ISA name change is certainly not Imperialism
When ISA started up in Ireland, it was as the Instrument Society of America.
We and our ideas were invariably welcomed and understood among the officers and staff of the ISA, based as they are in North Carolina.
So, it mattered not that “America” was in the name.
Later we changed the name to the mouthful “ISA - Society for instrumentation, Systems, and Automation.” However, the name was still a problem. And it was clumsy, too.
Thus, the movement began to change the name not only to recognize the internationalization of the organization but also to recognize the extraordinary change in the discipline towards the notion of automation.
Most instrument or control engineers have faced the question from time to time, “What IS instrumentation?”
The thinking was that Automation was a more useful term to use as it included instrumentation, controls, and their interaction in systems and allied disciplines like test and measurement and building environmental systems as well as process systems. It included the now ubiquitous computer, which hardly featured in the thoughts of the ISA founding fathers in 1945.
The Executive Council of ISA brought the latest name—International Society of Automation—before the Society, the Delegate Council, in 2007 and after lively debate, it failed pass muster. Some felt it was unnecessary to change the name, some felt the new name downgraded instrumentation, and some thought they did not have enough information to make the decision,
So, it was back to the drawing board. The Executive Council promised it would come back with a definition of the term “Automation” and consider whether the council would bring the motion before the delegate conference.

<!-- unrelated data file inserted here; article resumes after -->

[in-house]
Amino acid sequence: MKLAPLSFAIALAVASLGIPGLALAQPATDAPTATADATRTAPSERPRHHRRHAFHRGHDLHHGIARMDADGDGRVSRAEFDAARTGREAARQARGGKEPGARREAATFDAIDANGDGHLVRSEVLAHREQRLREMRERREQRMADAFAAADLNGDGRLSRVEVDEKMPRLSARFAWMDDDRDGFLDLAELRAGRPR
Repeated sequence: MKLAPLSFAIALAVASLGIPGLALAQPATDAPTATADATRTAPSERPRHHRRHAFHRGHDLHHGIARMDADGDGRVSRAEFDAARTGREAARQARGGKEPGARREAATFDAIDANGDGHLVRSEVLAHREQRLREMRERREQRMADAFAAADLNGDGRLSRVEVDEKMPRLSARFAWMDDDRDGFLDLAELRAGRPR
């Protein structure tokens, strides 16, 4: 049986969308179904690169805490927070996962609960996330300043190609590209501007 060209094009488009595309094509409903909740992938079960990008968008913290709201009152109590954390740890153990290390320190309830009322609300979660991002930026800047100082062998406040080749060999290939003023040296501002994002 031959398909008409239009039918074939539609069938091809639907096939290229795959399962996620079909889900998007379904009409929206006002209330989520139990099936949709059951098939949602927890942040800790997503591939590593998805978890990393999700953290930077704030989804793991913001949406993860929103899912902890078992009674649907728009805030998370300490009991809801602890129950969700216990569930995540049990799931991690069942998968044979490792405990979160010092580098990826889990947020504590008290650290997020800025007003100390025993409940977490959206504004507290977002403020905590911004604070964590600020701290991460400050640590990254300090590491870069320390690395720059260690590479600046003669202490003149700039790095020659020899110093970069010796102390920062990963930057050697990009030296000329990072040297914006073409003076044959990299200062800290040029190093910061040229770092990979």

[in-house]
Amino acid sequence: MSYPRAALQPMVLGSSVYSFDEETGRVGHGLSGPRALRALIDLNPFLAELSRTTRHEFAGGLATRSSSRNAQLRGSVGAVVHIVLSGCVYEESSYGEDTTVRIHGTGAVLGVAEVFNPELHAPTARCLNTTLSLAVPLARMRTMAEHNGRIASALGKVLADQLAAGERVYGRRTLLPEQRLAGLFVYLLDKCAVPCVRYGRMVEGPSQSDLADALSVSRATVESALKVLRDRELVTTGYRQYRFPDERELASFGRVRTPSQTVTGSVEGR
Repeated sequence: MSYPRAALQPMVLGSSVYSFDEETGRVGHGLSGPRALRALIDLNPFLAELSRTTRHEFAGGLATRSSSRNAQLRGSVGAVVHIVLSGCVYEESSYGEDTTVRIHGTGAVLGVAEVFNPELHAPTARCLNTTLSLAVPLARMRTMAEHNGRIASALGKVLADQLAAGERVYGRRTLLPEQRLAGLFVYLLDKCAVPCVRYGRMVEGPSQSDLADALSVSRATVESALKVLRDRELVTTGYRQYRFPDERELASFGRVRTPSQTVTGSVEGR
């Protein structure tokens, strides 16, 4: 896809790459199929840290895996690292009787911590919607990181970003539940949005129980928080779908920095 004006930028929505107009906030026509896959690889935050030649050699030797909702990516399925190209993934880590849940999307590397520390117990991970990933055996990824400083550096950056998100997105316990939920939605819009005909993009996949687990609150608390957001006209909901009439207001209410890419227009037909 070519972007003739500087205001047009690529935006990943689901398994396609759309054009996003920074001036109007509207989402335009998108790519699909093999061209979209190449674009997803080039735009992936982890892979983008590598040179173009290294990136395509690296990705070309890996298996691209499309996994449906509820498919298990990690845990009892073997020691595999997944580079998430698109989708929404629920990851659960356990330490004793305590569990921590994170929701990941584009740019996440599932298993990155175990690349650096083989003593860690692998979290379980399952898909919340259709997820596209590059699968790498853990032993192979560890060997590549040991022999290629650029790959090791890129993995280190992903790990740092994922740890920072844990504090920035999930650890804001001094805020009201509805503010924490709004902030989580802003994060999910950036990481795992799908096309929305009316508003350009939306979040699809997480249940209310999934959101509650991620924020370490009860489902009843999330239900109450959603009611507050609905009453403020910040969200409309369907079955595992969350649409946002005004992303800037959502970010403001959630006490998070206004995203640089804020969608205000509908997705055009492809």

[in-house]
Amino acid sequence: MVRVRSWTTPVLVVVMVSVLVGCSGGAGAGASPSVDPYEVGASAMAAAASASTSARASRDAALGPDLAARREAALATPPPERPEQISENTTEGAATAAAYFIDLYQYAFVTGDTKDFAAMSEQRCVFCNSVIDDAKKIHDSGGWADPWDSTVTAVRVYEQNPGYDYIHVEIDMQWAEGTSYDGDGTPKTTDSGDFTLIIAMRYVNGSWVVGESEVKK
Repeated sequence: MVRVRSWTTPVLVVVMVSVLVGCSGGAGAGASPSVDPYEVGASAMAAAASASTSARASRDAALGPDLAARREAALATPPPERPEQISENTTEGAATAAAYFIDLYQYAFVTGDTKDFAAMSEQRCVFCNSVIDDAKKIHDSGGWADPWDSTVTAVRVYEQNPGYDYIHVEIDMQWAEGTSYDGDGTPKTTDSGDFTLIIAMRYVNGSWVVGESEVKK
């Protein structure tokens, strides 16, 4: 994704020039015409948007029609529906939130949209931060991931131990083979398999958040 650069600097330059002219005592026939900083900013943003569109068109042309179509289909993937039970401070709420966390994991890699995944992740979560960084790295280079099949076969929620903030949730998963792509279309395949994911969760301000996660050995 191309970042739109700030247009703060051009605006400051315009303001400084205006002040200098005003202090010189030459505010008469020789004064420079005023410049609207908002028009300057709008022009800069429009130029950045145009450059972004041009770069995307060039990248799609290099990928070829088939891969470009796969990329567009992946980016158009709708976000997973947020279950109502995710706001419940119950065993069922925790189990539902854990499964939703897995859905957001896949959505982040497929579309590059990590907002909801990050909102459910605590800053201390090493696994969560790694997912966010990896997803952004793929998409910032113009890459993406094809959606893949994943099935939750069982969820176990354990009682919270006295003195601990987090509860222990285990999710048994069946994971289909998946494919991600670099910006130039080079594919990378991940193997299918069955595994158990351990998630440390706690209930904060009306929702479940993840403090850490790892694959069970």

This year, after a considered campaign, the name change passed. There was little debate on the floor, and the motion carried on a show of hands. Nobody requested a roll-call vote.
ISA is the International Society of Automation.
Some took exception to the new name still.
Dieter Schaudel, a member in Europe and a former Senior Executive with Endress + Hauser, publicly renounced his membership in the society and gave his reason: “I see in the change of name an implied claim of ISA to world dominance in automation engineering, i.e. a further form of American imperialism (‘the voice of the automation profession worldwide’).
“Internationally, we are excellently positioned with IFAC in automation; the world does not need a new American society with an international claim to power. The financial crunch of the last 12 months should have taught us a lesson, and Vietnam, Afghanistan, and Iraq too.”
His comments played in the automation blogs and among trade commentators.
Had Schaudel bothered to attend the Delegate Council in Houston, or indeed his District Council in Madrid in May, he would have had ample opportunity to voice his objection and the delegates would have listened with respect.
Some present would possibly have reminded him that many countries closer to his own home have striven for World domination through history.
The ISA, as a democratic organization, democratically arrived at its decision. It may be wrong or it may be right, but associating these members, from so many countries, with U.S. military adventures seems disingenuous.
Indeed, I seem to remember German troops are involved in the conflict in Afghanistan.
While there may be some merits in some of the comments of Schaudel, he clouds the issue with his histrionic anti-Americanism.
I heartily agree with one comment on the wires that declared, “Herr Schaudel’s response simply reflects xenophobic paranoia about America’s ‘international claim for power.’ The U.S. has had the misfortune of bad leadership, which led the country into wars, which were mistakes. Somehow, Herr Schaudel links that to ISA’s name change. The connection is narrow-minded nonsense.”
ABOUT THE AUTHOR
Eoin Ó Riain (firstname.lastname@example.org) is an ISA member and the Publications chair for ISA’s District 12 (Europe).